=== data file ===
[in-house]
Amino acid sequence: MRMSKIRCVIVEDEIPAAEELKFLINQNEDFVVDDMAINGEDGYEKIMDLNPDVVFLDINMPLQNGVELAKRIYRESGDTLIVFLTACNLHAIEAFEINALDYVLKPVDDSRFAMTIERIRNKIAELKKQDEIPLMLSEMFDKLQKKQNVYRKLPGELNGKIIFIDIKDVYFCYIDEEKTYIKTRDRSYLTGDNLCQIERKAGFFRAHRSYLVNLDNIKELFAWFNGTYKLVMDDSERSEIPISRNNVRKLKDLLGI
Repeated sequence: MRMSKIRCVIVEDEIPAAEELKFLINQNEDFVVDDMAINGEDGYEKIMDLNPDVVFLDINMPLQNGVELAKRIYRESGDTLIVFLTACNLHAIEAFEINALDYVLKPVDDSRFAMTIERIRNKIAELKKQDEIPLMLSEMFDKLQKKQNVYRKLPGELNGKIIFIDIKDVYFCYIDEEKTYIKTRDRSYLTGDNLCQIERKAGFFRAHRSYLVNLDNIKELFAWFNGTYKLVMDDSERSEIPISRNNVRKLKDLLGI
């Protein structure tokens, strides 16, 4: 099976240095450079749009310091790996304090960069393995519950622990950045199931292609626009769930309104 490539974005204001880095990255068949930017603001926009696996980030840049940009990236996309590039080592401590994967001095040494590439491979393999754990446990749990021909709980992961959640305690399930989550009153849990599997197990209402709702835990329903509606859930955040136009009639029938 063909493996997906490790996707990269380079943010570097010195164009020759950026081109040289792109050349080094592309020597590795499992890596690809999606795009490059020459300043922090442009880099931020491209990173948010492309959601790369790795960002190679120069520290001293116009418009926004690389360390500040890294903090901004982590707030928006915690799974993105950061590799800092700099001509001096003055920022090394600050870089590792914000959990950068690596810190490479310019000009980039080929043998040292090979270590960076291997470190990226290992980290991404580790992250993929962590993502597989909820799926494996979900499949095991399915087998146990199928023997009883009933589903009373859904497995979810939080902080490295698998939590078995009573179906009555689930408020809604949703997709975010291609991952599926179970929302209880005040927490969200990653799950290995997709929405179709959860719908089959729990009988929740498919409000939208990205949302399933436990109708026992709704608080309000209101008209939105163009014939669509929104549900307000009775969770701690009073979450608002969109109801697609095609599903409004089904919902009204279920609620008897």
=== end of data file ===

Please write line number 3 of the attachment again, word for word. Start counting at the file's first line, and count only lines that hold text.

Repeated sequence: MRMSKIRCVIVEDEIPAAEELKFLINQNEDFVVDDMAINGEDGYEKIMDLNPDVVFLDINMPLQNGVELAKRIYRESGDTLIVFLTACNLHAIEAFEINALDYVLKPVDDSRFAMTIERIRNKIAELKKQDEIPLMLSEMFDKLQKKQNVYRKLPGELNGKIIFIDIKDVYFCYIDEEKTYIKTRDRSYLTGDNLCQIERKAGFFRAHRSYLVNLDNIKELFAWFNGTYKLVMDDSERSEIPISRNNVRKLKDLLGI